1. Thanks, Phyllis! This is definitely one I will keep, and distribute to my son’s caregivers.


    Comment by Martha — June 26, 2016 @ 11:57 AM

  2. Great article Phylis! Thanks for the info!


    Comment by Soo Ihm — June 26, 2016 @ 1:32 PM

  3. I normally have seizures where I just stare and have no awareness and it lasts 3-5 minutes, but one day I had a seizure where I fell to the ground. It was real hot that day, so that’s what I attributed it to, so thanks, because I never want to have that again. After I was alright. A policeman asked if I was alright, because the people who witnessed it were concerned. Thank God they were nice.

    Liked by 1 person

    Comment by mary levell — June 26, 2016 @ 4:03 PM

  4. Wearing sunscreen is a whole separate issue from heat related illnesses. Not sure why you included it here. Keeping out the UVs does not keep out the heat. Also some sunscreens can interfere with your body’s ability to cool itself through sweat by gunking up your pores. There is also the issue of vitamin D or lack thereof which tends to be greater in people with epilepsy.

    Sorry if I’m picking a nit here Phyllis. Otherwise a very informative article. I just didn’t want to see caution about excessive heat turning into sunshine phobia.

    Living here in Hawaii, I don’t have much choice about being in a warm place but I find that fans are the answer instead of AC. Your point about going from a chilly AC-ed building out into a seriously hot day is a good one. Using fans helps reduce the heat index without making too much of a shock as you transition in and out.


    Comment by paleobird — June 26, 2016 @ 5:16 PM

  5. Point well taken. Thanks, paleobird!

    (I’ve got a fan on right now. I took a walk and I’m running with sweat and A.C. just doesn’t make it.)


    Comment by Phylis Feiner Johnson — June 26, 2016 @ 6:19 PM

  6. Summer keeps me in the house , I hate summer because of the heat. It can make me have a seizure. I like temperature to be 75 DEGREES DOWN.


    Comment by michele metzger — June 26, 2016 @ 11:44 PM

  7. I’m right there with you! 🙂


    Comment by Phylis Feiner Johnson — June 27, 2016 @ 9:24 AM

  8. I own my landscaping business I love warm weather. The key as you say is to be hydrated and adjust to the 90 degree weather. A lot of people who work with me in the gardens have more issues than I do. They are similar. Stay in shape all year.


    Comment by Clare — June 27, 2016 @ 9:24 AM

  9. Staying in shape all year is wise advice. No sudden heroics in the heat, please!


    Comment by Phylis Feiner Johnson — June 27, 2016 @ 9:26 AM

  10. Hmm, i love the summer heat. Best time of the year for me. I’ve been known to sun tan in 100+ degrees weather and i just love it. 🙂 Weird, I know. It’s ok if you understand that you need to work up to that type of sun tanning. If you have never tanned before, it’s not wise to do it for long when starting out. But i’ve never had a seizure because of the heat, knock on wood.


    Comment by Zolt — June 27, 2016 @ 2:16 PM

  11. Better you than me! 🙂


    Comment by Phylis Feiner Johnson — June 27, 2016 @ 3:42 PM

  12. I love summer! But the heat and humidity is awful were I live. The bright sun bothers my eyes. I get more migraines and seizures. Heat is a big trigger. I spend a lot of time inside. Need to stay hydrated.


    Comment by epilepsyadvocacyblog — June 29, 2016 @ 6:30 PM

  13. I wish I didn’t have to weed and prune my garden in the PA heat and humidity.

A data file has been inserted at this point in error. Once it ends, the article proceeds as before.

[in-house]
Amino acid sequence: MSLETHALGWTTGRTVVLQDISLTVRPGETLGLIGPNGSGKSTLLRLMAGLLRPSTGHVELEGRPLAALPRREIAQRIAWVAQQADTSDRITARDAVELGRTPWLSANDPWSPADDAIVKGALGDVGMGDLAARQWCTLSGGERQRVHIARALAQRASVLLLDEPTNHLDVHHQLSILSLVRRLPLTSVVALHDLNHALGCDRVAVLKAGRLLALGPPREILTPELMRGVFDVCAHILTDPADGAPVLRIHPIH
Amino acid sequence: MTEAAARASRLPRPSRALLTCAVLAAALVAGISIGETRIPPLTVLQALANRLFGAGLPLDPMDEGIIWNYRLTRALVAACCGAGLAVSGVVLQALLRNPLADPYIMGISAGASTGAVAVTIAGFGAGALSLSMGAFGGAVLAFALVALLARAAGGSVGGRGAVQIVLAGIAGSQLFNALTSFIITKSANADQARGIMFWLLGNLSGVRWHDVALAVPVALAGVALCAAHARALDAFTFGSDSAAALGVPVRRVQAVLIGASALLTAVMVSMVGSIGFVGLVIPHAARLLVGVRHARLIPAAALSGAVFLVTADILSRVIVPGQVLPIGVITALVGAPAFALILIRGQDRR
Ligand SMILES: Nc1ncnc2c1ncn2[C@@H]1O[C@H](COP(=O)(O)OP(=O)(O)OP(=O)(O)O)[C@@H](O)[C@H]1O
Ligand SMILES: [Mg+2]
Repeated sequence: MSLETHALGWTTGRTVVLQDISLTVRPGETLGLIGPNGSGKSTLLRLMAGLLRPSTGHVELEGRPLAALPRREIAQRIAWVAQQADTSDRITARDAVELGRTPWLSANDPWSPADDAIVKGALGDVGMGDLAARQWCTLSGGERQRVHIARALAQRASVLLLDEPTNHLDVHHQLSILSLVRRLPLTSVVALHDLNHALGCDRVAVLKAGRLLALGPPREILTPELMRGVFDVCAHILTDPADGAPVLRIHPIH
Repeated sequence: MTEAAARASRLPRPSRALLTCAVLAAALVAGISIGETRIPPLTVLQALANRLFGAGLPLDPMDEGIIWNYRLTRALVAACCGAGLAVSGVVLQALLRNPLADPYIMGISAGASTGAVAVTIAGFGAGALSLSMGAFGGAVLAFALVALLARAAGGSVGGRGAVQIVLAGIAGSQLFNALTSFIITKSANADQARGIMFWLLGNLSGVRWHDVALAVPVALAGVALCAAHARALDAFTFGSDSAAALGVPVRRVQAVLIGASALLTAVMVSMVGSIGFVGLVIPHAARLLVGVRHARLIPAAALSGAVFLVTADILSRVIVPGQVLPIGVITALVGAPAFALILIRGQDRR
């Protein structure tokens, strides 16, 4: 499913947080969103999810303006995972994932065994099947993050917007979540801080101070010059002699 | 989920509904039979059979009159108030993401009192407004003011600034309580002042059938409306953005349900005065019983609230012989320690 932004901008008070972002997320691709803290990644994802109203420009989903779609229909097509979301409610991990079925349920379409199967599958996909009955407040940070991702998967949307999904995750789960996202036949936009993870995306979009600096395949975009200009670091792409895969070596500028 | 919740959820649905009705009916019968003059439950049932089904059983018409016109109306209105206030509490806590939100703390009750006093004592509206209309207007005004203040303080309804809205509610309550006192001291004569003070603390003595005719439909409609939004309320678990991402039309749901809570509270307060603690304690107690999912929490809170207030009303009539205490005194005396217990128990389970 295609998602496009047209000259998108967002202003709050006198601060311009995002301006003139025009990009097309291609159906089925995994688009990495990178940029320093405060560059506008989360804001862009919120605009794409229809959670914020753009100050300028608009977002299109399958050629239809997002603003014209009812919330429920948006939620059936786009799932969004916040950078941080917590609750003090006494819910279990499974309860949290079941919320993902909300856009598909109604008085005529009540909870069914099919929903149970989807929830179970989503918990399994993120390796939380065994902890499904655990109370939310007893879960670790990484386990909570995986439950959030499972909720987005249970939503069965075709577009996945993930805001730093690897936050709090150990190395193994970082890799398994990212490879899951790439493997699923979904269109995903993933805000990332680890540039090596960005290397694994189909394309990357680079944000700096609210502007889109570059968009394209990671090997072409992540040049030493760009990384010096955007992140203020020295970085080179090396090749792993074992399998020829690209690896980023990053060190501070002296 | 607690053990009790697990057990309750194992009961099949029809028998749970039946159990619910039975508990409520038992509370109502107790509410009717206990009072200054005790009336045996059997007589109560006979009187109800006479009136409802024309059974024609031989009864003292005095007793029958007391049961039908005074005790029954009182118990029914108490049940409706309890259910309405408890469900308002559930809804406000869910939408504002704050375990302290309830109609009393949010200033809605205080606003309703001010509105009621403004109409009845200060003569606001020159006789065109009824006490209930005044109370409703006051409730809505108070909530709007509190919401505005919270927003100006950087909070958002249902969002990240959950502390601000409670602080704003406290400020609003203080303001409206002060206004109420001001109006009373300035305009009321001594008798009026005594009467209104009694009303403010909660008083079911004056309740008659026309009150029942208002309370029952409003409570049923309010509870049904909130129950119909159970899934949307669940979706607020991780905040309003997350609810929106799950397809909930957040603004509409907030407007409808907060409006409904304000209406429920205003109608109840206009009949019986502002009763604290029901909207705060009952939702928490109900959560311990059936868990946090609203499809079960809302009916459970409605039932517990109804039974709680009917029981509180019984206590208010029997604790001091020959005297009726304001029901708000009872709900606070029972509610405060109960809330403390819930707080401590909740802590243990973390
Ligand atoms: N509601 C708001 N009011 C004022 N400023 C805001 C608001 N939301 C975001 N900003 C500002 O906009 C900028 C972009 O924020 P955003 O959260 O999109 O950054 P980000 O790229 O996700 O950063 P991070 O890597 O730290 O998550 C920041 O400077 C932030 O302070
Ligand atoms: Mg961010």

Maybe I should just “go back to nature”?


    Comment by Phylis Feiner Johnson — June 29, 2016 @ 6:39 PM

  14. Reblogged this on cheerfulbiz.

    Liked by 1 person

    Comment by Veronique — July 4, 2016 @ 5:07 PM

  15. I just got finished reading several posts about people and their experiences with Keppra, SSI, and doctors on a different page here. There are so many infuriating and debilitating aspects for people who are hit with such an exponential double whammy as epilepsy, between the disorder itself, then dealing with the people and bureaucracies who control their lives. I would like to share my daughter’s story. We’ve resolved her red tape for now, but I’m expecting more in the near future. I’m curious if anyone is familiar with the kind of epilepsy my daughter has. Her form of epilepsy was independently given by both her neurologist and the neuropsychologist at a major teaching university in Los Angeles, and her test report is not available at the moment.

    Amy, now almost 27, has a rare form of epilepsy that, unbeknownst to us, she’s had from birth (and perhaps in utero). But, except for several visible focal and petit mal seizures she had (and seemingly outgrew on medication) as a toddler she appeared to be symptom free until age 16. At 4 years, her father and I separated and for many years she suffered because of it. Suffice it to say that on top of all her neurodevelopmental issues, she also had severe clinical depression. She was always– fill in the blank with your choice of physical symptoms–getting her out of many circumstances.

    She was a VERY complicated daughter and sister. And even though I’m a child psychologist it only gets you so far (and that, friends, isn’t far). On the one hand, I didn’t know enough to be an expert, but on the other, more than enough to be a loud and tenacious advocate when need be. But what saved us was that my best friend and colleague WAS top experts in special needs and regularly took the tough cases. She knew her stuff.

    So, about here you might be taking a refrigerator or bathroom break : )

    Amy began having mild-ish developmental problems in infancy that just kept progressing: delayed development milestones, terrible behavior problems, adhd, ocd, tics, sensory integration issues, a social communication disorder, learning disabilities, processing problems… etc. By the time she was 8, I think we had them all. Despite having a history of seizures, only two doctors ever thought to do a repeat EEG, and after each of them there wasn’t any indication of seizures. But she jerked in her sleep a lot, and finally I video recorded her about around 16, which I would later show a neurologist.